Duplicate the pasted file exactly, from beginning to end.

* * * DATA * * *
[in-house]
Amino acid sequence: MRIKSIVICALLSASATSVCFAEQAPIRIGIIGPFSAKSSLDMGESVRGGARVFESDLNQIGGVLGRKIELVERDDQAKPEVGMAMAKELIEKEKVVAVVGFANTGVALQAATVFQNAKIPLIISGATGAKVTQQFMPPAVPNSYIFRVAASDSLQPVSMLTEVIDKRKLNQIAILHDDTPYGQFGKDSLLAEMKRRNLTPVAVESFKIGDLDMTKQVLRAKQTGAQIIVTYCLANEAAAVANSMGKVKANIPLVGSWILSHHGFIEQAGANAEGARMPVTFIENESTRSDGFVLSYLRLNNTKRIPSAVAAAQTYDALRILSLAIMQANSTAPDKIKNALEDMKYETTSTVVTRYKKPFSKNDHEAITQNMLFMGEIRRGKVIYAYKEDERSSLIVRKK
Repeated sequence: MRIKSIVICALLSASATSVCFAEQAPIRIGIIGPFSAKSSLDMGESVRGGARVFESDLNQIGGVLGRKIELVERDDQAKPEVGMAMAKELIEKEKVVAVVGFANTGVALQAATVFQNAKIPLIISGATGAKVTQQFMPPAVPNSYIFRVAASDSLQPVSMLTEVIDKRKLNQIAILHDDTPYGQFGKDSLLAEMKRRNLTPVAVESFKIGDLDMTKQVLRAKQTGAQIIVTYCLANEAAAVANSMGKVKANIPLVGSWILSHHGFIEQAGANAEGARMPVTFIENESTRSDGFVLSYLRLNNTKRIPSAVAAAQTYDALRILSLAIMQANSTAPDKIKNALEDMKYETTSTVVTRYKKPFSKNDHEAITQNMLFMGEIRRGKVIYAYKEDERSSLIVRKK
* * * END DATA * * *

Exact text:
[in-house]
Amino acid sequence: MRIKSIVICALLSASATSVCFAEQAPIRIGIIGPFSAKSSLDMGESVRGGARVFESDLNQIGGVLGRKIELVERDDQAKPEVGMAMAKELIEKEKVVAVVGFANTGVALQAATVFQNAKIPLIISGATGAKVTQQFMPPAVPNSYIFRVAASDSLQPVSMLTEVIDKRKLNQIAILHDDTPYGQFGKDSLLAEMKRRNLTPVAVESFKIGDLDMTKQVLRAKQTGAQIIVTYCLANEAAAVANSMGKVKANIPLVGSWILSHHGFIEQAGANAEGARMPVTFIENESTRSDGFVLSYLRLNNTKRIPSAVAAAQTYDALRILSLAIMQANSTAPDKIKNALEDMKYETTSTVVTRYKKPFSKNDHEAITQNMLFMGEIRRGKVIYAYKEDERSSLIVRKK
Repeated sequence: MRIKSIVICALLSASATSVCFAEQAPIRIGIIGPFSAKSSLDMGESVRGGARVFESDLNQIGGVLGRKIELVERDDQAKPEVGMAMAKELIEKEKVVAVVGFANTGVALQAATVFQNAKIPLIISGATGAKVTQQFMPPAVPNSYIFRVAASDSLQPVSMLTEVIDKRKLNQIAILHDDTPYGQFGKDSLLAEMKRRNLTPVAVESFKIGDLDMTKQVLRAKQTGAQIIVTYCLANEAAAVANSMGKVKANIPLVGSWILSHHGFIEQAGANAEGARMPVTFIENESTRSDGFVLSYLRLNNTKRIPSAVAAAQTYDALRILSLAIMQANSTAPDKIKNALEDMKYETTSTVVTRYKKPFSKNDHEAITQNMLFMGEIRRGKVIYAYKEDERSSLIVRKK